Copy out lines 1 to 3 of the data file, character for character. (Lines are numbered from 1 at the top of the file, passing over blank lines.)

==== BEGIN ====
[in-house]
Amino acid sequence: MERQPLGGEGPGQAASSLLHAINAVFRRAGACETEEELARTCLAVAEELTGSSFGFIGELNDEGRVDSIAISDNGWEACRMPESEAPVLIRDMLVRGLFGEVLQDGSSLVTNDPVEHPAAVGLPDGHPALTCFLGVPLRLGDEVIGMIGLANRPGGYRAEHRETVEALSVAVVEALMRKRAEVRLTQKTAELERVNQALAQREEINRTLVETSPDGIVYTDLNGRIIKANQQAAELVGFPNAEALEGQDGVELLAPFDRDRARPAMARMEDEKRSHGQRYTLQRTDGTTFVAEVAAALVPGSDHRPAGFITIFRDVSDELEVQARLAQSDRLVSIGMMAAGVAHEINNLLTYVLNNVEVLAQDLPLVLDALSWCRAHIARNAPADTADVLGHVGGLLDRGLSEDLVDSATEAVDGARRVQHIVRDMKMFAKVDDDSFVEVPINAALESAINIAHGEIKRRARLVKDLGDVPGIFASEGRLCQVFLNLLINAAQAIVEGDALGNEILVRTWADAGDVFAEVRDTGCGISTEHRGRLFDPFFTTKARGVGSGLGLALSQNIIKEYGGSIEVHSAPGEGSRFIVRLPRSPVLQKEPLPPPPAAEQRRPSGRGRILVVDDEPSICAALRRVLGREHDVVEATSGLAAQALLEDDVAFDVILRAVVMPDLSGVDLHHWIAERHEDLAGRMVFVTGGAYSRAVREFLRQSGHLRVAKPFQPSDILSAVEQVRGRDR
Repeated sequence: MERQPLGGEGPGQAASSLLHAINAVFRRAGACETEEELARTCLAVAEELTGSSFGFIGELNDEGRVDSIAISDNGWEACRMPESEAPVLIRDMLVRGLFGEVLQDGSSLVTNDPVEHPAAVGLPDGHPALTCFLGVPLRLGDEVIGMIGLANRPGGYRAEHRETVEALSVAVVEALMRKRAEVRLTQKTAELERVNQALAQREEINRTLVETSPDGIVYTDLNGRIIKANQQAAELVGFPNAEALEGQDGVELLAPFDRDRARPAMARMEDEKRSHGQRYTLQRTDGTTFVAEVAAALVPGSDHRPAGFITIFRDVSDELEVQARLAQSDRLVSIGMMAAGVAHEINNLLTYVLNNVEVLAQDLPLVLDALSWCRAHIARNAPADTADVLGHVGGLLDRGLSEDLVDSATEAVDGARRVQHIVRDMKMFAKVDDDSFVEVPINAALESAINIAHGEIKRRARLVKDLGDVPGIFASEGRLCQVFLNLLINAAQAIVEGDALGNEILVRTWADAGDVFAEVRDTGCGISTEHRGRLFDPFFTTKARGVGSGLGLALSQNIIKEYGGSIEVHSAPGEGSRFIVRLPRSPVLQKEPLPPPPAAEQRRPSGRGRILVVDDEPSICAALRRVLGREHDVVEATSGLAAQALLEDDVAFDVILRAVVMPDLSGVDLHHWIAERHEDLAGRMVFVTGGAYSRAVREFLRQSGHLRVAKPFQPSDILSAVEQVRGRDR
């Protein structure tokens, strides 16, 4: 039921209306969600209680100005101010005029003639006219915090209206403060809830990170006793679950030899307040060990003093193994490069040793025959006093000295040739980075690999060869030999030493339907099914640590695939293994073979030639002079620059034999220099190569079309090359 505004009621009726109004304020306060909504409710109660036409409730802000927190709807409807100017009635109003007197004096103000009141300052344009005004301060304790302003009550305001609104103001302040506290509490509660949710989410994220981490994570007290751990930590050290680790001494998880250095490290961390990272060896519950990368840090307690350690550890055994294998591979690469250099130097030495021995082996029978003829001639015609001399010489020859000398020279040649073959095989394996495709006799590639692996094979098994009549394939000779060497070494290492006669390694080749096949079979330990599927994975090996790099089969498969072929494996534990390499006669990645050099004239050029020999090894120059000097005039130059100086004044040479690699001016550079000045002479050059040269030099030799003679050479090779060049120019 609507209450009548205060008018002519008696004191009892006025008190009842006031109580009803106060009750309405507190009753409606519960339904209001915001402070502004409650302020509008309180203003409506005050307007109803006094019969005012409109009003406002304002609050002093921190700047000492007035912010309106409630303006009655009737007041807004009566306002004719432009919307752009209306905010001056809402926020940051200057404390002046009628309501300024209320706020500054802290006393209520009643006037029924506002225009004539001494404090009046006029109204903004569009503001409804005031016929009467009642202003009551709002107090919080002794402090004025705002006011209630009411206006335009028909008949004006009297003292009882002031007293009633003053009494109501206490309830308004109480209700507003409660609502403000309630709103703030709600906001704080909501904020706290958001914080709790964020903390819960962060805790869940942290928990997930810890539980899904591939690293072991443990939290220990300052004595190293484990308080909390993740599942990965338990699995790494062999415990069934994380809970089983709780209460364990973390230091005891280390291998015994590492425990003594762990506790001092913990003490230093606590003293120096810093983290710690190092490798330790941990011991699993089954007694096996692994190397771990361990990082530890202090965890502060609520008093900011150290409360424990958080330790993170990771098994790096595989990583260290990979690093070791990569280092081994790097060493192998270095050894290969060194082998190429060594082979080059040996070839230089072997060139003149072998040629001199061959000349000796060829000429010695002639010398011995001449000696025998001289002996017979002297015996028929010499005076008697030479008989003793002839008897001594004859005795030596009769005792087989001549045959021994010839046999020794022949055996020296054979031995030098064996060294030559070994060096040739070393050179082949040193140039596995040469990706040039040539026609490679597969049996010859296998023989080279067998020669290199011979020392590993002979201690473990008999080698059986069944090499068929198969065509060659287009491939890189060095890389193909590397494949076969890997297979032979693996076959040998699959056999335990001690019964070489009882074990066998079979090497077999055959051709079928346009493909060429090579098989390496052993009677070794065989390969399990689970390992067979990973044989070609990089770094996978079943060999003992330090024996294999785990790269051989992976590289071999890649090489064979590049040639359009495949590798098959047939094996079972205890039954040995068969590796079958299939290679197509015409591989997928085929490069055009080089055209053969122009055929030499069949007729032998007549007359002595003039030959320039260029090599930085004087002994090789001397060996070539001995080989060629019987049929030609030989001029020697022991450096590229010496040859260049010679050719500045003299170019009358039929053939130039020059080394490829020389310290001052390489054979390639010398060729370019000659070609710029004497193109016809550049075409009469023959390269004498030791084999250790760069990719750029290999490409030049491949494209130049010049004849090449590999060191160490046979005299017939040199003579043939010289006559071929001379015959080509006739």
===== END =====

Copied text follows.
[in-house]
Amino acid sequence: MERQPLGGEGPGQAASSLLHAINAVFRRAGACETEEELARTCLAVAEELTGSSFGFIGELNDEGRVDSIAISDNGWEACRMPESEAPVLIRDMLVRGLFGEVLQDGSSLVTNDPVEHPAAVGLPDGHPALTCFLGVPLRLGDEVIGMIGLANRPGGYRAEHRETVEALSVAVVEALMRKRAEVRLTQKTAELERVNQALAQREEINRTLVETSPDGIVYTDLNGRIIKANQQAAELVGFPNAEALEGQDGVELLAPFDRDRARPAMARMEDEKRSHGQRYTLQRTDGTTFVAEVAAALVPGSDHRPAGFITIFRDVSDELEVQARLAQSDRLVSIGMMAAGVAHEINNLLTYVLNNVEVLAQDLPLVLDALSWCRAHIARNAPADTADVLGHVGGLLDRGLSEDLVDSATEAVDGARRVQHIVRDMKMFAKVDDDSFVEVPINAALESAINIAHGEIKRRARLVKDLGDVPGIFASEGRLCQVFLNLLINAAQAIVEGDALGNEILVRTWADAGDVFAEVRDTGCGISTEHRGRLFDPFFTTKARGVGSGLGLALSQNIIKEYGGSIEVHSAPGEGSRFIVRLPRSPVLQKEPLPPPPAAEQRRPSGRGRILVVDDEPSICAALRRVLGREHDVVEATSGLAAQALLEDDVAFDVILRAVVMPDLSGVDLHHWIAERHEDLAGRMVFVTGGAYSRAVREFLRQSGHLRVAKPFQPSDILSAVEQVRGRDR
Repeated sequence: MERQPLGGEGPGQAASSLLHAINAVFRRAGACETEEELARTCLAVAEELTGSSFGFIGELNDEGRVDSIAISDNGWEACRMPESEAPVLIRDMLVRGLFGEVLQDGSSLVTNDPVEHPAAVGLPDGHPALTCFLGVPLRLGDEVIGMIGLANRPGGYRAEHRETVEALSVAVVEALMRKRAEVRLTQKTAELERVNQALAQREEINRTLVETSPDGIVYTDLNGRIIKANQQAAELVGFPNAEALEGQDGVELLAPFDRDRARPAMARMEDEKRSHGQRYTLQRTDGTTFVAEVAAALVPGSDHRPAGFITIFRDVSDELEVQARLAQSDRLVSIGMMAAGVAHEINNLLTYVLNNVEVLAQDLPLVLDALSWCRAHIARNAPADTADVLGHVGGLLDRGLSEDLVDSATEAVDGARRVQHIVRDMKMFAKVDDDSFVEVPINAALESAINIAHGEIKRRARLVKDLGDVPGIFASEGRLCQVFLNLLINAAQAIVEGDALGNEILVRTWADAGDVFAEVRDTGCGISTEHRGRLFDPFFTTKARGVGSGLGLALSQNIIKEYGGSIEVHSAPGEGSRFIVRLPRSPVLQKEPLPPPPAAEQRRPSGRGRILVVDDEPSICAALRRVLGREHDVVEATSGLAAQALLEDDVAFDVILRAVVMPDLSGVDLHHWIAERHEDLAGRMVFVTGGAYSRAVREFLRQSGHLRVAKPFQPSDILSAVEQVRGRDR